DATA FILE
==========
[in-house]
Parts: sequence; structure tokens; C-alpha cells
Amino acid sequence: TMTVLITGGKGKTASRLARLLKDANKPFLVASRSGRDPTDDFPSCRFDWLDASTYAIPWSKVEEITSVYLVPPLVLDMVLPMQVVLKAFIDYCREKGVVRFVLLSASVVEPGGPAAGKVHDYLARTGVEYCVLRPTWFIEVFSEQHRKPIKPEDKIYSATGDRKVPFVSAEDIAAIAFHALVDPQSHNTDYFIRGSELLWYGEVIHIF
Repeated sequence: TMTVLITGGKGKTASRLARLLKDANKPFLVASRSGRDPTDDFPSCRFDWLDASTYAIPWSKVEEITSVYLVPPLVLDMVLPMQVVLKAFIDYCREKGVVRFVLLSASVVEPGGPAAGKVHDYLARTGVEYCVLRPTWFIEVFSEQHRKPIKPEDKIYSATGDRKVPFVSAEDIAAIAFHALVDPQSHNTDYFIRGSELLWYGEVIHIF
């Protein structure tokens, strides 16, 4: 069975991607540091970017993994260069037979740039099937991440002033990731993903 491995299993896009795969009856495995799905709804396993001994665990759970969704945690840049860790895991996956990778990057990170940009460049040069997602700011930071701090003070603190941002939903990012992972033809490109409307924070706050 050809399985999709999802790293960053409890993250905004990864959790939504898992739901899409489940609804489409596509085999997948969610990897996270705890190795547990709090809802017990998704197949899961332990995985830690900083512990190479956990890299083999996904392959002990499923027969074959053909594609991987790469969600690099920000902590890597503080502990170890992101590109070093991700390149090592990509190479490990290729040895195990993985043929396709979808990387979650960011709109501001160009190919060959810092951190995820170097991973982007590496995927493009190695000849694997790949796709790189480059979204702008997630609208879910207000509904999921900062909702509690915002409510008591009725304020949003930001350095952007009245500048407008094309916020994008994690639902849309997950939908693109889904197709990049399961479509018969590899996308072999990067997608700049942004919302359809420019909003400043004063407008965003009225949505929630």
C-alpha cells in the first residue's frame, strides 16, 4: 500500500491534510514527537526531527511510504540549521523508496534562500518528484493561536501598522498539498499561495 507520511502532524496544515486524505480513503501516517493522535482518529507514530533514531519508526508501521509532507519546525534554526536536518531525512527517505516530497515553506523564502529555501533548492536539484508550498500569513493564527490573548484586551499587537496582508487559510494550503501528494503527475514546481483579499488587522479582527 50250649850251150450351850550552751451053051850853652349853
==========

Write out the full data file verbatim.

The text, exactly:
[in-house]
Parts: sequence; structure tokens; C-alpha cells
Amino acid sequence: TMTVLITGGKGKTASRLARLLKDANKPFLVASRSGRDPTDDFPSCRFDWLDASTYAIPWSKVEEITSVYLVPPLVLDMVLPMQVVLKAFIDYCREKGVVRFVLLSASVVEPGGPAAGKVHDYLARTGVEYCVLRPTWFIEVFSEQHRKPIKPEDKIYSATGDRKVPFVSAEDIAAIAFHALVDPQSHNTDYFIRGSELLWYGEVIHIF
Repeated sequence: TMTVLITGGKGKTASRLARLLKDANKPFLVASRSGRDPTDDFPSCRFDWLDASTYAIPWSKVEEITSVYLVPPLVLDMVLPMQVVLKAFIDYCREKGVVRFVLLSASVVEPGGPAAGKVHDYLARTGVEYCVLRPTWFIEVFSEQHRKPIKPEDKIYSATGDRKVPFVSAEDIAAIAFHALVDPQSHNTDYFIRGSELLWYGEVIHIF
């Protein structure tokens, strides 16, 4: 069975991607540091970017993994260069037979740039099937991440002033990731993903 491995299993896009795969009856495995799905709804396993001994665990759970969704945690840049860790895991996956990778990057990170940009460049040069997602700011930071701090003070603190941002939903990012992972033809490109409307924070706050 050809399985999709999802790293960053409890993250905004990864959790939504898992739901899409489940609804489409596509085999997948969610990897996270705890190795547990709090809802017990998704197949899961332990995985830690900083512990190479956990890299083999996904392959002990499923027969074959053909594609991987790469969600690099920000902590890597503080502990170890992101590109070093991700390149090592990509190479490990290729040895195990993985043929396709979808990387979650960011709109501001160009190919060959810092951190995820170097991973982007590496995927493009190695000849694997790949796709790189480059979204702008997630609208879910207000509904999921900062909702509690915002409510008591009725304020949003930001350095952007009245500048407008094309916020994008994690639902849309997950939908693109889904197709990049399961479509018969590899996308072999990067997608700049942004919302359809420019909003400043004063407008965003009225949505929630």
C-alpha cells in the first residue's frame, strides 16, 4: 500500500491534510514527537526531527511510504540549521523508496534562500518528484493561536501598522498539498499561495 507520511502532524496544515486524505480513503501516517493522535482518529507514530533514531519508526508501521509532507519546525534554526536536518531525512527517505516530497515553506523564502529555501533548492536539484508550498500569513493564527490573548484586551499587537496582508487559510494550503501528494503527475514546481483579499488587522479582527 50250649850251150450351850550552751451053051850853652349853